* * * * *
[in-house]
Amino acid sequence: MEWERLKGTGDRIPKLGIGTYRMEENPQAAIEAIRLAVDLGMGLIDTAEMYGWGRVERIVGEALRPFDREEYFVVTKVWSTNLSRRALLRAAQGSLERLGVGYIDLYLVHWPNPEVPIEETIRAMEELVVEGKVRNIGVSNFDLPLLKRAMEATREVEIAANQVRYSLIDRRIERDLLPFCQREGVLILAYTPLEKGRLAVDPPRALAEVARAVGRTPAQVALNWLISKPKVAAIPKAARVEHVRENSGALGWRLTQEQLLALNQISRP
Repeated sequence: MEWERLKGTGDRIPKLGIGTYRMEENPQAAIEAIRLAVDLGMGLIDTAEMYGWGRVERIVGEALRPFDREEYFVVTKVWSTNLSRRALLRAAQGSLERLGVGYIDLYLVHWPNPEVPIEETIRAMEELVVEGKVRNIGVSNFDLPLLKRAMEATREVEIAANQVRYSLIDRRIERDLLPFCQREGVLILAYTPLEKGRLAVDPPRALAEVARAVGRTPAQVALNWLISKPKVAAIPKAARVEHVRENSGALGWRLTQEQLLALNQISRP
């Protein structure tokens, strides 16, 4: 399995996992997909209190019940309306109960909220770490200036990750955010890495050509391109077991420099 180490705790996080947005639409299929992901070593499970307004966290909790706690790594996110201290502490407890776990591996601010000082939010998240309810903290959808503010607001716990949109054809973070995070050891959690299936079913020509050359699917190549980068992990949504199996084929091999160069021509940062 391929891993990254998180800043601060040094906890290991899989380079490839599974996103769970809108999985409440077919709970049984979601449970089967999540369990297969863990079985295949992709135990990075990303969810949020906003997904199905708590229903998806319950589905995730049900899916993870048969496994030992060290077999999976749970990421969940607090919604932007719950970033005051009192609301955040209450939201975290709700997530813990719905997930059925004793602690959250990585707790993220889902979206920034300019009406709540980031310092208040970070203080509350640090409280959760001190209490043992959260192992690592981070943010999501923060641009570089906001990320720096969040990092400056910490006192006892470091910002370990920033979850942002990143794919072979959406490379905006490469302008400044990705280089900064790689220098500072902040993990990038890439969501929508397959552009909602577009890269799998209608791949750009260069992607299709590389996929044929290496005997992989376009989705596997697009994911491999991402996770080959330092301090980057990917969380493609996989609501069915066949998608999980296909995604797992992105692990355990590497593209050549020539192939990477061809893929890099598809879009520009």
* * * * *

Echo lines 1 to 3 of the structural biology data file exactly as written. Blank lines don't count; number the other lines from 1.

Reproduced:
[in-house]
Amino acid sequence: MEWERLKGTGDRIPKLGIGTYRMEENPQAAIEAIRLAVDLGMGLIDTAEMYGWGRVERIVGEALRPFDREEYFVVTKVWSTNLSRRALLRAAQGSLERLGVGYIDLYLVHWPNPEVPIEETIRAMEELVVEGKVRNIGVSNFDLPLLKRAMEATREVEIAANQVRYSLIDRRIERDLLPFCQREGVLILAYTPLEKGRLAVDPPRALAEVARAVGRTPAQVALNWLISKPKVAAIPKAARVEHVRENSGALGWRLTQEQLLALNQISRP
Repeated sequence: MEWERLKGTGDRIPKLGIGTYRMEENPQAAIEAIRLAVDLGMGLIDTAEMYGWGRVERIVGEALRPFDREEYFVVTKVWSTNLSRRALLRAAQGSLERLGVGYIDLYLVHWPNPEVPIEETIRAMEELVVEGKVRNIGVSNFDLPLLKRAMEATREVEIAANQVRYSLIDRRIERDLLPFCQREGVLILAYTPLEKGRLAVDPPRALAEVARAVGRTPAQVALNWLISKPKVAAIPKAARVEHVRENSGALGWRLTQEQLLALNQISRP